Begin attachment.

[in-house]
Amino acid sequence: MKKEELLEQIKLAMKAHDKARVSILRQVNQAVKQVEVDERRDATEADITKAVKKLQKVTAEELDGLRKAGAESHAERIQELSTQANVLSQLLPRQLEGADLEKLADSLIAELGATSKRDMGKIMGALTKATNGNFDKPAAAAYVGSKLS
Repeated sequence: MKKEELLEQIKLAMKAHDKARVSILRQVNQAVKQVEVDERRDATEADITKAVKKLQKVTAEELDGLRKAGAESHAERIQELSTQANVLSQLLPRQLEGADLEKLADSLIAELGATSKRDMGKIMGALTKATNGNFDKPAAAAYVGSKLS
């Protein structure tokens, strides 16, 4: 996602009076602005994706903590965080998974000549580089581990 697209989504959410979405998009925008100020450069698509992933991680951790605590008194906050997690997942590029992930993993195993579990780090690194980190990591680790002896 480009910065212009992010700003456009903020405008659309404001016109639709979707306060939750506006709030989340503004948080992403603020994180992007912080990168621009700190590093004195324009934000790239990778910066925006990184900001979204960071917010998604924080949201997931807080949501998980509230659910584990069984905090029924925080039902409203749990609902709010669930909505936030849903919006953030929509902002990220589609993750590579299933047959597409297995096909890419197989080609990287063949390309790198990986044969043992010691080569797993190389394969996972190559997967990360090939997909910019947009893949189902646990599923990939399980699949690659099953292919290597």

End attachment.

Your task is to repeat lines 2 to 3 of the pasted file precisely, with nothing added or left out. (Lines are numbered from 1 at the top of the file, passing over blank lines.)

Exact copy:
Amino acid sequence: MKKEELLEQIKLAMKAHDKARVSILRQVNQAVKQVEVDERRDATEADITKAVKKLQKVTAEELDGLRKAGAESHAERIQELSTQANVLSQLLPRQLEGADLEKLADSLIAELGATSKRDMGKIMGALTKATNGNFDKPAAAAYVGSKLS
Repeated sequence: MKKEELLEQIKLAMKAHDKARVSILRQVNQAVKQVEVDERRDATEADITKAVKKLQKVTAEELDGLRKAGAESHAERIQELSTQANVLSQLLPRQLEGADLEKLADSLIAELGATSKRDMGKIMGALTKATNGNFDKPAAAAYVGSKLS